• Requirements on record-keeping and data sets. Requirement to keep accurate records regarding the dataset used to train and test AI systems; documentation on the programming and training techniques used to build, test and validate the AI systems; and, in some cases, the training datasets themselves.
  • Requirements on transparency. Requirement to provide clear information on the AI system’s capabilities, limitations, the purposes for which it is intended, the conditions under which it should function, and the expected level of accuracy.
  • Robustness and accuracy. Requirements to ensure that AI systems are robust, accurate and can deal with errors or inconsistences during all phases of its life cycle — a particular challenge for evolving or self-learning AI systems.
  • Human oversight. Requirements to ensure that there is an appropriate level of human oversight over the AI system, though the Commission does not provide clear views on what would constitute an “appropriate” level of human oversight for digital health applications.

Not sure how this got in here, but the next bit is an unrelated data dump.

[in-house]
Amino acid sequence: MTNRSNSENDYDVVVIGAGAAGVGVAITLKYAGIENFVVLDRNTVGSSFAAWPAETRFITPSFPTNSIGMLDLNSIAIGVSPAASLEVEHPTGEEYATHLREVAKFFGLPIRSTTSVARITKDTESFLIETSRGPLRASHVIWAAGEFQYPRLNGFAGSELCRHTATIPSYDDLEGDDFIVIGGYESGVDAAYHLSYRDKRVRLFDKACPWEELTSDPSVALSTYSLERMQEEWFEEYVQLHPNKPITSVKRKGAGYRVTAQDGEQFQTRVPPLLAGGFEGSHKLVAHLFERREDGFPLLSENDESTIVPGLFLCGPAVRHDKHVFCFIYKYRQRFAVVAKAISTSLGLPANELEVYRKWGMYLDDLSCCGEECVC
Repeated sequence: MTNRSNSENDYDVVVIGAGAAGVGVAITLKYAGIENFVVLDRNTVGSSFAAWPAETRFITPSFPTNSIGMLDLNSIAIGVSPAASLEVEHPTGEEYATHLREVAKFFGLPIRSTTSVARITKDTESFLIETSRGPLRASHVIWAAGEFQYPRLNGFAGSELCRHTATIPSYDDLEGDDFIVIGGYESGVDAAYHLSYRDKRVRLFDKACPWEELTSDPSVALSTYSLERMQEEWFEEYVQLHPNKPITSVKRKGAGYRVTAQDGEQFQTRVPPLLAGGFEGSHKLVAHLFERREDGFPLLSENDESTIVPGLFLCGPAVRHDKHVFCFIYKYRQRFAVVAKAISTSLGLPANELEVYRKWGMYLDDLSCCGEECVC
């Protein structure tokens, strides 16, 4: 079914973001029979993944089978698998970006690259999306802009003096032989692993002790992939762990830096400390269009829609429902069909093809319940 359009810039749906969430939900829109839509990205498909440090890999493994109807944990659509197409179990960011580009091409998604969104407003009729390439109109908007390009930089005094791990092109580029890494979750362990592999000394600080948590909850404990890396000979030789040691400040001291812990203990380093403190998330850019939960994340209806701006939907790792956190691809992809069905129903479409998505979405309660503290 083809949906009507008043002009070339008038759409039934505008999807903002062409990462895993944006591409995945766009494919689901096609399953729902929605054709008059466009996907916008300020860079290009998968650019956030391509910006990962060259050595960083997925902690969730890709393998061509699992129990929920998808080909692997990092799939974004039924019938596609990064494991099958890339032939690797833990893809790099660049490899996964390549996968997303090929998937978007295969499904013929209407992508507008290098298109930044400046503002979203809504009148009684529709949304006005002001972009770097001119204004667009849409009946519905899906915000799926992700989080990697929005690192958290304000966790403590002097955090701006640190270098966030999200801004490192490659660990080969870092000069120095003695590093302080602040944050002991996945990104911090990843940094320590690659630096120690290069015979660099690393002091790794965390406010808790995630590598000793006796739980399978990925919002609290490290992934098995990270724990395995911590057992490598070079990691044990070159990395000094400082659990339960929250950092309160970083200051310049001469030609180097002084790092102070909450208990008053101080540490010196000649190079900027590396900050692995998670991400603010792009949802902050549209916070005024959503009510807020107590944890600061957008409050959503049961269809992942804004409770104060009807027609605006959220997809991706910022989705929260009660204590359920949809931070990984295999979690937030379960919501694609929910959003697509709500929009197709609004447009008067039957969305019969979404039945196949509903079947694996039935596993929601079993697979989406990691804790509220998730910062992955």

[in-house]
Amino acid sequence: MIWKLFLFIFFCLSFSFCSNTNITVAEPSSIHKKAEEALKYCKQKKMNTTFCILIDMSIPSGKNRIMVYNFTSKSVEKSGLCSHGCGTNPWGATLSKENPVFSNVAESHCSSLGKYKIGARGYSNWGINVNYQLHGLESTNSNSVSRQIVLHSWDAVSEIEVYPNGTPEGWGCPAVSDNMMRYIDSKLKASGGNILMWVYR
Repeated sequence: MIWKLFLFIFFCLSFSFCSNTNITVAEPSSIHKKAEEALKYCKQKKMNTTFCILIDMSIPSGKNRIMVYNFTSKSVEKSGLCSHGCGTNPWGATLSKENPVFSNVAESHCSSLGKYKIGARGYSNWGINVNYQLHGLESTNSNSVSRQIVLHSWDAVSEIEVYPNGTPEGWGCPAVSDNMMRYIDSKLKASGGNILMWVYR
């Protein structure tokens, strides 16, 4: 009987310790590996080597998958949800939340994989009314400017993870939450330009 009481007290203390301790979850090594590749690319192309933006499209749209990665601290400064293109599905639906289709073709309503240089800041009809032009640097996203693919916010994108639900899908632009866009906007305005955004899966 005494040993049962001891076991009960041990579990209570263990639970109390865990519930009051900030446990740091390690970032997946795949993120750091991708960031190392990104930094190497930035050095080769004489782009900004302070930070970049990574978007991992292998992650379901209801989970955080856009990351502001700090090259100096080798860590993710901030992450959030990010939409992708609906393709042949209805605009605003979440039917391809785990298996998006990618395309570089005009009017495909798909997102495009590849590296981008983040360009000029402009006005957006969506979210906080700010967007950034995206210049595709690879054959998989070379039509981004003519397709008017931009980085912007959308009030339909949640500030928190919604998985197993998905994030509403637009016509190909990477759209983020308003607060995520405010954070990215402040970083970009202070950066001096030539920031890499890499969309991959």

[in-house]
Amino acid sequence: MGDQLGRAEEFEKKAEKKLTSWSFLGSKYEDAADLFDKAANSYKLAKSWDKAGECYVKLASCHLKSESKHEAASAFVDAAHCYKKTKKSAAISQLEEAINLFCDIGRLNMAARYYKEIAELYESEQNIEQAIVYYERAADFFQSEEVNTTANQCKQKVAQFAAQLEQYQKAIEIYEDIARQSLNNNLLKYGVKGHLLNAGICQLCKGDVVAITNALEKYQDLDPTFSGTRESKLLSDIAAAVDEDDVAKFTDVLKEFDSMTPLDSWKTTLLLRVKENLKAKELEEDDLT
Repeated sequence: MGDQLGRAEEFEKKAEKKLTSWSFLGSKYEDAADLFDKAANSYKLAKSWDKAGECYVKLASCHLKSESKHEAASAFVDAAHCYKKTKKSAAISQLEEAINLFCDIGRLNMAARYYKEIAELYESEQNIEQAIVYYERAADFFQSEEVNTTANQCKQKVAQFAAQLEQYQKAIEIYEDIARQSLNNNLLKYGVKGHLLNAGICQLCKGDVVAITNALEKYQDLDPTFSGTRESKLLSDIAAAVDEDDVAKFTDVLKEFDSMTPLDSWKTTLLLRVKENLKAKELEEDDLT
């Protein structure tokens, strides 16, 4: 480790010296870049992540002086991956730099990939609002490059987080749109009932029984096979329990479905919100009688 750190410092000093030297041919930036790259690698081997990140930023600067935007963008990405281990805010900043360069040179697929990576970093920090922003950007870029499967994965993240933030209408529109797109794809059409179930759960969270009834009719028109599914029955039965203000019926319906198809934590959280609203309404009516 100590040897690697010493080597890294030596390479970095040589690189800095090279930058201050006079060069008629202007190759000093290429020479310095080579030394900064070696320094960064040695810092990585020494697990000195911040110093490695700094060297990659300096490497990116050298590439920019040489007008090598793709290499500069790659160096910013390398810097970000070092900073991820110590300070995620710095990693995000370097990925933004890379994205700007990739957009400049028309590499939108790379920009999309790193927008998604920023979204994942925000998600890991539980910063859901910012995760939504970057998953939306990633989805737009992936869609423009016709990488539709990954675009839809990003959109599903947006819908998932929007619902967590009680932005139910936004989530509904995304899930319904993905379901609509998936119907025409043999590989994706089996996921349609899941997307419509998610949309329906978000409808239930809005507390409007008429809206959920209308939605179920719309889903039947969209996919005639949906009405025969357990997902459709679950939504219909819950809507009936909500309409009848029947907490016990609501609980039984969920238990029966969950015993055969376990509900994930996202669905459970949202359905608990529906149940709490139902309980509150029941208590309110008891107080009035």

For products like medical devices that are already subject to pre-marketing conformity assessment requirements, the Commission states that the AI conformity assessment should form part of the existing mechanism. But as the Commission acknowledges, not all of the requirements above may be suitable for verification in a conformity assessment. Medical device manufacturers may also not be best placed to comply with some of the requirements, particularly if they are deploying AI technologies developed by third parties. It is therefore not clear whether or how the Commission will update the existing medical devices rules to take AI into account. The Commission is now seeking industry input on proposals in the White Paper, through a public consultation that is open until 19 May 2020. Please contact the Covington team for a more detailed analysis of these proposals or to input into the consultation on the White Paper.